Going alone to a cafe to write was huge for me. I was self-conscious about sitting by myself. I judged myself harshly: what was wrong with me that I didn’t have any friends to eat with? What was I doing alone with my notebook? Did I think I was a writer?
It took me a while to realize that no one cared. I could write whatever I liked in public and — unless my face flushed — no one would pay any attention.
The Owl and Monkey was a wonderful funky old place with oak-topped tables and a scuffed hardwood floor. They served salad in a mixing bowl — unusual back then — and their house poppyseed dressing was luscious. They had a lovely little garden (also rare in San Francisco in those days), where hummingbirds sometimes visited the fuschias.
I was fascinated by an older guy (probably not much older than I am now) who used to colonize the table in the window at the front of the cafe. He’d always come in wearing a suitcoat and a white button-down shirt. I assumed he was a professor grading papers, but then I heard the cafe kids talking one day. He was Robert Graysmith, author of Zodiac.
I hadn’t read Graysmith’s book yet, but I took pleasure in writing in a place where a “real” writer chose to work. His presence inspired me.
The cafe rattled every time the N-Judah streetcar rumbled by, but it was a nice walk from my apartment in the Haight. I continued to write there after I moved out to 23rd Avenue, even though getting to the Inner Sunset turned out to be more of a hike.
I loved the Owl and Monkey, because it was quiet…maybe too quiet. The owners cashed out and the cafe became Einstein’s, then Cafe Gratitude, then a number of other things. Now it’s the Craw Station. I got excited while researching the cafe, trying to find out when its first iteration closed. Mytravelguide.com lists a resurrected Owl and Monkey out on Kirkham Street, but when I drove by, it’s only a house. Wherever the website got their information, it’s wrong.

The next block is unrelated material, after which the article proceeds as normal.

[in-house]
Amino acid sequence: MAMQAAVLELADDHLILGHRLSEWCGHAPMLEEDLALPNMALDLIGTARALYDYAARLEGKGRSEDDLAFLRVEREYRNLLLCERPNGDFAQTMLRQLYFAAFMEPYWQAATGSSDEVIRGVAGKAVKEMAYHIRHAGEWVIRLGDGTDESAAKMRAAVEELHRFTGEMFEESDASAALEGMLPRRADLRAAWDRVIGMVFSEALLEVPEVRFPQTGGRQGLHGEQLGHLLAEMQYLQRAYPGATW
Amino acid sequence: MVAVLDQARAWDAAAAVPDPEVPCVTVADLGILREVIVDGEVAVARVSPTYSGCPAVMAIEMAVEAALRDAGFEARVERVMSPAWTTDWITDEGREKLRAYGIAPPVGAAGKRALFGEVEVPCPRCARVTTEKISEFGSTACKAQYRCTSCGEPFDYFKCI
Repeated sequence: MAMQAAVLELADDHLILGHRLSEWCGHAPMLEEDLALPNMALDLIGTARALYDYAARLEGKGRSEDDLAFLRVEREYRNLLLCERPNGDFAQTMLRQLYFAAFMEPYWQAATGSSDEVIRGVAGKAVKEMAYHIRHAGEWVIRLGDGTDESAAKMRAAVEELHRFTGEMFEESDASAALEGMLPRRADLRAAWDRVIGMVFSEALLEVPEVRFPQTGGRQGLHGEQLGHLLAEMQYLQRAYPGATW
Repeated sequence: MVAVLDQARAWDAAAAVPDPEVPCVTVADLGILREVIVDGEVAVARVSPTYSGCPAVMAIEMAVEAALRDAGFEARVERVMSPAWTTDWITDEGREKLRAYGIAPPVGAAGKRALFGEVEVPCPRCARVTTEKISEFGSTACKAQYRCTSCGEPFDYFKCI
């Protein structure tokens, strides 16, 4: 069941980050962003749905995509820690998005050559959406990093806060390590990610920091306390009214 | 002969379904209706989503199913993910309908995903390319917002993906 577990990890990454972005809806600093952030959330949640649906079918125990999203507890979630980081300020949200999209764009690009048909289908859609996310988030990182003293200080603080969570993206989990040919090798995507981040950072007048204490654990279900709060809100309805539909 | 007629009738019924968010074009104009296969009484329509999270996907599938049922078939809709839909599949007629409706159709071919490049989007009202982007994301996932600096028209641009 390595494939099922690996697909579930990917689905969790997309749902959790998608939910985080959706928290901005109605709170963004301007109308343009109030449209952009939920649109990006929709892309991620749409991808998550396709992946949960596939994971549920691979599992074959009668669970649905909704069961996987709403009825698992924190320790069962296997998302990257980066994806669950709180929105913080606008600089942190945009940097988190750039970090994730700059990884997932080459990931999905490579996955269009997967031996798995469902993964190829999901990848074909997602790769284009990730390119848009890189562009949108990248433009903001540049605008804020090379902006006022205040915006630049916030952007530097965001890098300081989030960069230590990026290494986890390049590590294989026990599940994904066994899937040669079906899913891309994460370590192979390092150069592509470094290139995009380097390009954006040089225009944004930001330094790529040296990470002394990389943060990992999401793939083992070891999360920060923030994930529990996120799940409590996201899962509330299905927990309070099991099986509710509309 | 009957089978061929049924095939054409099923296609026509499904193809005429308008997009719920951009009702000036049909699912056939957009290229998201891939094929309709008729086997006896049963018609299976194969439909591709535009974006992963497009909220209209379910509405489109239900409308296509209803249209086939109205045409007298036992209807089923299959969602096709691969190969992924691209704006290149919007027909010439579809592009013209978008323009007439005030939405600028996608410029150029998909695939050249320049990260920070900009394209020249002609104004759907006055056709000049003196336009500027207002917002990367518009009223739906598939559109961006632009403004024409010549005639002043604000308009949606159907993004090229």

I’ll always be grateful to the Owl and Monkey Cafe for being a safe place for me to sit alone and write.
I went to the Owl & Monkey every night along with a regular cafe crowd of writers, during the period 1976-1979. Poet Steve Brooks and novelist Eric Maisel wrote there regularly, and many others. They had live entertainment on the weekends and it was THE place to be for a period of years under Ross and Maya, the first owners. True magic. I wish there were photos. I bought a poster of Gary Hauser’s beautiful reverse photograph pen and ink of Virginia Woolf, on the wall in the back. He is still creating art all this time later. I am glad you found value in the experience as we did.
Thanks so much for sharing your memories! The Owl & Monkey was such a special place.
Were Ross and Maya the only owners of the Owl and the Monkey?
I don’t know. For all the time I spent in there, I’m not sure I ever met them.
No, the owners for 18 years were Kathleen & Gene Fetter.
Thanks for posting this. I co-ran (with Darryl Blecher) the weekly poetry reading series at the Owl & Monkey, on the eastside of 9th Ave in the Inner Sunset District, between 1975 – 1977, and, as well, worked behind the counter part time making salads, sandwiches and espressos. I was a student at SFSU then, living in a tiny studio at the corner of Steiner & Waller, near the Duboce Triangle. Fond memories.
I loved that place. It’s still very much missed. Thanks for sharing your memories!
Owl and the monkey was the place where I met my future husband Fred Reeves. He used to hang out there I think e dry day. When I walked in one day , I think it was about 1975 or 76 and he was sitting there writing something in calligraphy I took a one look at him and I was in love . I knew the owners but I did not come to this place very often. I had a clothing store around the corner called Luba Designs. Anyway , Fred and I have been married for over 30 years. He passed away in 2026 looking for dolphins on Maui. He always loved dolphins .,was going to write a book about them . But in the end it was the dolphins that took him away . I am just wondering if anyone still remembers Fred.
Passed away in 2016 ( could not correct the Text )
Thank you for sharing your memories. I don’t think I ever met Fred, but hopefully someone else will remember him and speak up. Good luck!
My pleasure, Steve! Enjoy your visit to San Francisco.